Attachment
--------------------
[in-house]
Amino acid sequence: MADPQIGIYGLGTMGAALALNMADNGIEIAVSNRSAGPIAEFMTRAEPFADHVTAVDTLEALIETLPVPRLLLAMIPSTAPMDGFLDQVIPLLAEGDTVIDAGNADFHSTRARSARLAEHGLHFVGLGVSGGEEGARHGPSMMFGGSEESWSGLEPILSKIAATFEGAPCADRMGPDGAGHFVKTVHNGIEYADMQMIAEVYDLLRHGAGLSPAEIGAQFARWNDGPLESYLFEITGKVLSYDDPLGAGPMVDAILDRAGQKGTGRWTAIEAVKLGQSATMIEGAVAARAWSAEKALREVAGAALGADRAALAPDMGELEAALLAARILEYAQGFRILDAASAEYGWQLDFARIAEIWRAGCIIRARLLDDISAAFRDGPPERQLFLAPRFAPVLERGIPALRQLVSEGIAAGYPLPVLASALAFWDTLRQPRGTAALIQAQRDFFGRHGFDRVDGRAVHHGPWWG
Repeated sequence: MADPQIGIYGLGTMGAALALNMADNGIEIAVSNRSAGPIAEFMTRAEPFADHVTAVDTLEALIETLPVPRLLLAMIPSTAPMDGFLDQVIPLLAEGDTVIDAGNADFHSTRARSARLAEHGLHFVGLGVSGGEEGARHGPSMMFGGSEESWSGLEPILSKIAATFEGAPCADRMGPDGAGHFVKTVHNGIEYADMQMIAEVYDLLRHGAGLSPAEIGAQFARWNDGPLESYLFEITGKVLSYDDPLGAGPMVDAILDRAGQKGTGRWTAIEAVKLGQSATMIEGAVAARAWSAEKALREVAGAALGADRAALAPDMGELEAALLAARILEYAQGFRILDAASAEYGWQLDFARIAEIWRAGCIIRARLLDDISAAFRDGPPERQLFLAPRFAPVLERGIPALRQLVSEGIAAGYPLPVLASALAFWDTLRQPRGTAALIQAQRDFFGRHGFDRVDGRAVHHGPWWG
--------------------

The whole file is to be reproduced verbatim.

[in-house]
Amino acid sequence: MADPQIGIYGLGTMGAALALNMADNGIEIAVSNRSAGPIAEFMTRAEPFADHVTAVDTLEALIETLPVPRLLLAMIPSTAPMDGFLDQVIPLLAEGDTVIDAGNADFHSTRARSARLAEHGLHFVGLGVSGGEEGARHGPSMMFGGSEESWSGLEPILSKIAATFEGAPCADRMGPDGAGHFVKTVHNGIEYADMQMIAEVYDLLRHGAGLSPAEIGAQFARWNDGPLESYLFEITGKVLSYDDPLGAGPMVDAILDRAGQKGTGRWTAIEAVKLGQSATMIEGAVAARAWSAEKALREVAGAALGADRAALAPDMGELEAALLAARILEYAQGFRILDAASAEYGWQLDFARIAEIWRAGCIIRARLLDDISAAFRDGPPERQLFLAPRFAPVLERGIPALRQLVSEGIAAGYPLPVLASALAFWDTLRQPRGTAALIQAQRDFFGRHGFDRVDGRAVHHGPWWG
Repeated sequence: MADPQIGIYGLGTMGAALALNMADNGIEIAVSNRSAGPIAEFMTRAEPFADHVTAVDTLEALIETLPVPRLLLAMIPSTAPMDGFLDQVIPLLAEGDTVIDAGNADFHSTRARSARLAEHGLHFVGLGVSGGEEGARHGPSMMFGGSEESWSGLEPILSKIAATFEGAPCADRMGPDGAGHFVKTVHNGIEYADMQMIAEVYDLLRHGAGLSPAEIGAQFARWNDGPLESYLFEITGKVLSYDDPLGAGPMVDAILDRAGQKGTGRWTAIEAVKLGQSATMIEGAVAARAWSAEKALREVAGAALGADRAALAPDMGELEAALLAARILEYAQGFRILDAASAEYGWQLDFARIAEIWRAGCIIRARLLDDISAAFRDGPPERQLFLAPRFAPVLERGIPALRQLVSEGIAAGYPLPVLASALAFWDTLRQPRGTAALIQAQRDFFGRHGFDRVDGRAVHHGPWWG